03/11/2002 12:00AM

Late call to take race off turf leaves Gulf bettors stuck

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HALLANDALE BEACH, Fla. - Turf racing resumed as scheduled at Gulfstream Park on Monday, the day after a last-minute decision to take the 11th race off the grass created an uproar among fans and horsemen.

The decision to take Sunday's finale off the turf came after jockeys voted unanimously not to ride over a course they felt was loose and unsafe. But neither the fans nor the horsemen were informed of the change until the horses were entering the paddock for the 11th race. By that time, the result of the 10th race, the Creme Fraiche Handicap, was official, and all daily double, pick three, and pick six wagers were locked into the tote machines.

Monday's two turf races went off without incident with the temporary rail set at 30 feet, about 10 feet farther from the inside hedge than Sunday. "The course was much firmer out where we ran today," said Edgar Prado, who finished third aboard the pace-setting Tryst's Dancer in Monday's fourth race.

Sunday, the 10 starters were already in the saddling enclosure for the 11th race when the change was announced, and three horses were immediately scratched, including Bluebird Day, who was even money at the time and the overwhelming favorite in all exotic pools.

Fans became angry because they were unable to get a refund on daily double wagers that were made based on the 11th race being run on the turf. Although consolation daily doubles were paid on the three scratched horses, players still alive in the late double with 10th-race winner Hal's Hope were stuck with their turf selections for the finale. Patrons alive in the pick three and pick six were given the post-time favorite, Moussica, who finished fourth. The 11th race was ultimately won by Starbrow, the longest shot on the board, who paid $50.80.

The only live ticket on Sunday's pick six, worth in excess of $35,000 if correct, had Bluebird Day as the selection in the finale, which reverted to Moussica and resulted in a consolation payoff of $7,625.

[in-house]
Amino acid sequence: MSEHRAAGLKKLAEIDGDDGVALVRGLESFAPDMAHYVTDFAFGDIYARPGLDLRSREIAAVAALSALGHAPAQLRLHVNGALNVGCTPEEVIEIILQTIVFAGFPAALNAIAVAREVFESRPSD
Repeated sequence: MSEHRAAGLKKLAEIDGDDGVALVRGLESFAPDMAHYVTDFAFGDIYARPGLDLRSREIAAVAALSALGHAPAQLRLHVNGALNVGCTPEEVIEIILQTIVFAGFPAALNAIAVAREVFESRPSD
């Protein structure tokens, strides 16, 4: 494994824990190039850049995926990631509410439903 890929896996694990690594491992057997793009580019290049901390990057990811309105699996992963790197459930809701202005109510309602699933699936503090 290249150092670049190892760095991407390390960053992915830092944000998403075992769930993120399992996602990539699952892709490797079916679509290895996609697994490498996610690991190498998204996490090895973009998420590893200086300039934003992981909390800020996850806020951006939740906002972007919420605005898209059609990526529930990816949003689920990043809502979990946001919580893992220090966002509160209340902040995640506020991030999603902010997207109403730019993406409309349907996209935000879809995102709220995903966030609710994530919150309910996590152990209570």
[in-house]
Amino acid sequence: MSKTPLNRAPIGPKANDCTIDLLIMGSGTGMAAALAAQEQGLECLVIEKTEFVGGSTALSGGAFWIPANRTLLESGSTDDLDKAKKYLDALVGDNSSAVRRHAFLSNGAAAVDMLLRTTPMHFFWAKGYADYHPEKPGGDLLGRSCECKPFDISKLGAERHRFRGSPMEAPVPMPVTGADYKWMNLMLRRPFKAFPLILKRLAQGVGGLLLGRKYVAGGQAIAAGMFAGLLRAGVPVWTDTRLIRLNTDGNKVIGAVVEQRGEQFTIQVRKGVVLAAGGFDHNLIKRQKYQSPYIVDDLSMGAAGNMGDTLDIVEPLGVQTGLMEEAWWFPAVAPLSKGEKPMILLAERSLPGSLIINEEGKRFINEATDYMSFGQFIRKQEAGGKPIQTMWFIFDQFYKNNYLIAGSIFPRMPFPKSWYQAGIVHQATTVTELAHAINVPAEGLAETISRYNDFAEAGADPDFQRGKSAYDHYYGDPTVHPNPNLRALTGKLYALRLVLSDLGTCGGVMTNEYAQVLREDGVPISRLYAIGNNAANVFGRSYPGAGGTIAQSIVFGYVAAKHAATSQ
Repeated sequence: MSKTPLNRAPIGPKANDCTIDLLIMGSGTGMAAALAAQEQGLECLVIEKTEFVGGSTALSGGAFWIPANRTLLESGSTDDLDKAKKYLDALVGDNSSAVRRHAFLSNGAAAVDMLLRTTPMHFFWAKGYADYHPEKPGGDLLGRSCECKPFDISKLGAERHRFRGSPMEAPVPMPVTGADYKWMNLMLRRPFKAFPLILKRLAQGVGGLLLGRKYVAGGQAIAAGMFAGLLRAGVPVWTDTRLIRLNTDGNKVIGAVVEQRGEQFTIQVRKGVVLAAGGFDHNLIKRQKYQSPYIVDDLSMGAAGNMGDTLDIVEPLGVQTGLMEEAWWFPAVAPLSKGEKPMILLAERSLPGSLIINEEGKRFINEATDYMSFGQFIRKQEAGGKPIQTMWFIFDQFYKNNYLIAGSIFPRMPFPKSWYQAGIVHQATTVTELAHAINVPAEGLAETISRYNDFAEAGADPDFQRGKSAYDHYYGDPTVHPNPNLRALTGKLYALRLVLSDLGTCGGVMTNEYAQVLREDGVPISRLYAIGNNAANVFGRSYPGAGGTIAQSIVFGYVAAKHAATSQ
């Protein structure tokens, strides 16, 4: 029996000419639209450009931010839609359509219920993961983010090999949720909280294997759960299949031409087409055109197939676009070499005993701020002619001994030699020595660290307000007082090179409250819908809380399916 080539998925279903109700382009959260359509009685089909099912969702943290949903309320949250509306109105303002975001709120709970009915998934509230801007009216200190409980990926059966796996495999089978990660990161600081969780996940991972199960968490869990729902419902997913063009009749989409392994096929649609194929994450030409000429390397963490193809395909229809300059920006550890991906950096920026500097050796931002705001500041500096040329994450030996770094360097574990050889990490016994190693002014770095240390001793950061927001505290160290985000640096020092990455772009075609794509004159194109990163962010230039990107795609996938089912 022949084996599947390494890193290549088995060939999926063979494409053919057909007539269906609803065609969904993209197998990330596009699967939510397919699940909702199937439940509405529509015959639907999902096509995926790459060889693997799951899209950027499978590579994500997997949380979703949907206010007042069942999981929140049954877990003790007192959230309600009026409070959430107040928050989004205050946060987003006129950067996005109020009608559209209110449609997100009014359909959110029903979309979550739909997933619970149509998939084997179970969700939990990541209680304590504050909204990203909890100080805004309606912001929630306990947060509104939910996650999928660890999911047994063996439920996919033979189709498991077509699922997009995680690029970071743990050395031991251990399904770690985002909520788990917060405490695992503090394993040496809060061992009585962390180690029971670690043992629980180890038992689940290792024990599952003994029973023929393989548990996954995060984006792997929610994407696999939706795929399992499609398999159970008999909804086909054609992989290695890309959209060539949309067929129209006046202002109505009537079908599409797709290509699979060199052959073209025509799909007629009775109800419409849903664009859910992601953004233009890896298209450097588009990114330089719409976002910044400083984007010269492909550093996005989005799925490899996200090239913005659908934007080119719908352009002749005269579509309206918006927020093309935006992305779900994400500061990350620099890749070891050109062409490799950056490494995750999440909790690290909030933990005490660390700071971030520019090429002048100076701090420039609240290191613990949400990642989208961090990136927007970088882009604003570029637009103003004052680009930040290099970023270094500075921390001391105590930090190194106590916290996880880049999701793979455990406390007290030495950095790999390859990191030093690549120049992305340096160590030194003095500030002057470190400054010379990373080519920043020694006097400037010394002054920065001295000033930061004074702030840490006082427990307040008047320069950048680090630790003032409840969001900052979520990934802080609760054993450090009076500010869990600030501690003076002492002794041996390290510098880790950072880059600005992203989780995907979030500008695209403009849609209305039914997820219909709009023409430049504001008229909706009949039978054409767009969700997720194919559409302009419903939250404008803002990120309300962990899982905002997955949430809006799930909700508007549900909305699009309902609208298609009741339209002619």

"I don't think you guys want to talk to me right now," George "Rusty" Arnold II, the trainer of Bluebird Day, told reporters on Sunday. "We weren't told anything about this until we walked into the paddock. The information came to us very slow. You'd think management had enough time to let us know before they did.

"I think this is a very nice horse, and I don't want to take a chance running him on the dirt especially without an opportunity to put rundowns on him."

Trainer Stanley Ersoff said he decided to run the filly Miss Absent despite the change. "None of us have the right bandages or the right shoes on our horses for the main track," Ersoff said. "I'm staying in the race to keep the game going, but this puts a real burden on us and a real burden on our horses."

Scott Savin, Gulfstream Park president and general manager, said: "The Gulfstream Park turf course is firm and in fine condition. We were told Rene Douglas was hit by a clod during the running of the ninth race, and he asked the other jockeys not to ride in the 11th. I wasn't informed of their decision until the horses in the 10th race were crossing the finish line."

The jockeys said they informed the stewards well before leaving the jockeys' room for the Creme Fraiche. State steward Walter Blum said the jockeys told the stewards within minutes after the ninth race was official.

"I won the ninth race on the turf, and by the time I returned to the jockeys' room, I was told by the other riders they had already called the stewards and said they weren't going to ride," Prado said Sunday. "Ray Charles can see things flying around out there. It was definitely dangerous out there."

"I've got a black eye and was almost knocked down by a clod in the ninth race," Douglas said, pointing to a mark near his left eye made by the clod. "Believe me, nobody likes to ride on the turf any better than me. I wish all the races were on grass."

John Velazquez said that he was also struck by a clod during the ninth race and that the course was not safe. "The clods were coming back in big pieces," Velazquez said. "In addition, the horses were hitting holes and not handling the course well."